Phone App Help For Cancer Patients

Heart's been finding out about a phone app scientists in Oxford have made to help cancer patients monitor their treatment.

The project is being carried out as a joint venture between Oxford University and the Oxford Radcliffe Hospital Trust.

It's being paid for by some of the £100m of government cash recently given to the partnership for research from the National Institute of Health Research.

Researchers have developed the app so cancer patients can monitor the side effects of their chemotherapy at home, and send back information to nurses at the hospital, so they can see how each patient is doing.

The nurses are also alerted if there is a problem.

At the moment the app is being trialed by patients in Oxfordshire, and so far developers have received positive feedback from both patients and medical staff.

Dr Oliver Gibson is a researcher in the biomedical engineering department and works with doctors and nurses at the Oxford Radcliffe Hospitals.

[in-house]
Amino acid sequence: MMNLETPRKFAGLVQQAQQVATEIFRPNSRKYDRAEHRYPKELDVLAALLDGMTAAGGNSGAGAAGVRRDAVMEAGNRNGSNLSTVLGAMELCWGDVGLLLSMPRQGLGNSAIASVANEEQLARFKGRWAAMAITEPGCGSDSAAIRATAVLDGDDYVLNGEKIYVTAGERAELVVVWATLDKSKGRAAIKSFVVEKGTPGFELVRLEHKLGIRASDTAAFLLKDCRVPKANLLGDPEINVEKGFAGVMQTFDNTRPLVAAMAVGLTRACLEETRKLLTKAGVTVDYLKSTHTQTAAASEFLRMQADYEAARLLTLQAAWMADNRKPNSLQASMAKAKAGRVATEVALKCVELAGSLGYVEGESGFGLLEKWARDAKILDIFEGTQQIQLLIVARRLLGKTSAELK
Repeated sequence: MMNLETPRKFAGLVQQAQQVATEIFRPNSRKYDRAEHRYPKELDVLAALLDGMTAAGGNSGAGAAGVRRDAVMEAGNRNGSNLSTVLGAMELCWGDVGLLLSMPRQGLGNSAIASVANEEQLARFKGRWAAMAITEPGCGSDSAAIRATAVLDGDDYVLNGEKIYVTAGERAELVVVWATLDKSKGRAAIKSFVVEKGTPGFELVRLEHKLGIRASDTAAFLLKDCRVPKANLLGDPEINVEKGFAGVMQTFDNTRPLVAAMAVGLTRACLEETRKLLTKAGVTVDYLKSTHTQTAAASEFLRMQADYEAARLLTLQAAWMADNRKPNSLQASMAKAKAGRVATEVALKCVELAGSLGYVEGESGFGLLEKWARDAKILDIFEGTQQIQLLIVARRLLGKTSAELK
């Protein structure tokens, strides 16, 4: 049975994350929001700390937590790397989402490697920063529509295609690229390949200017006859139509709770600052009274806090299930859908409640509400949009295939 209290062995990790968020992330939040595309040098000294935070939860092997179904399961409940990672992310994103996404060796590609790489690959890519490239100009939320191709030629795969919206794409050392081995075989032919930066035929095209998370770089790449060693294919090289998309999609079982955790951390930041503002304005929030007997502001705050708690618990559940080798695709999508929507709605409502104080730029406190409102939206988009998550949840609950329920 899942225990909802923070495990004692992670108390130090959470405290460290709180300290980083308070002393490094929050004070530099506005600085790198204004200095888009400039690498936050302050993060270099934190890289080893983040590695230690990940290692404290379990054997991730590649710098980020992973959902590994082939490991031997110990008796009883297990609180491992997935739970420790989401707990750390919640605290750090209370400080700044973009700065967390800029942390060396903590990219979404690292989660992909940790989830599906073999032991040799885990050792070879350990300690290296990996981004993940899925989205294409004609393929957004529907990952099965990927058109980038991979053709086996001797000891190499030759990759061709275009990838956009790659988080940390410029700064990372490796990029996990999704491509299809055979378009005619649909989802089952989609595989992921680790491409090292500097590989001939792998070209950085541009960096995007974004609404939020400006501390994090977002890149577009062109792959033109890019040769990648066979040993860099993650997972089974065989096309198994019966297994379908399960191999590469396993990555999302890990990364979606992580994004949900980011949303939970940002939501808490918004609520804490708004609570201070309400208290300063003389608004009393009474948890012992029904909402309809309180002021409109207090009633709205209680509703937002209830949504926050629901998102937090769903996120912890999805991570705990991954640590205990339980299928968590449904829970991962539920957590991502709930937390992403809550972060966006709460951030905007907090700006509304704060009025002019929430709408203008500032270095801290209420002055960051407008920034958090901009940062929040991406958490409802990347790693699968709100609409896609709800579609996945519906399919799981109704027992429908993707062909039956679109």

He told Heart it could be the future of how things work in the NHS:

chemo app "The patient's drug doses can be adjusted to give them the best chance of beating cancer, whilst avoiding he risks from side effects.

"It's certainly something we want to use if possible to deliver patient benefit.

"There's this day-to-day technology such as mobile phone apps. If we can use that working with colleagues in the NHS to deliver patient benefit this is something we should definitely pursue."

As well as working on the apps they have already created, Oliver and the rest of the team are also developing similar apps to help people with diabetes asthma sufferers.

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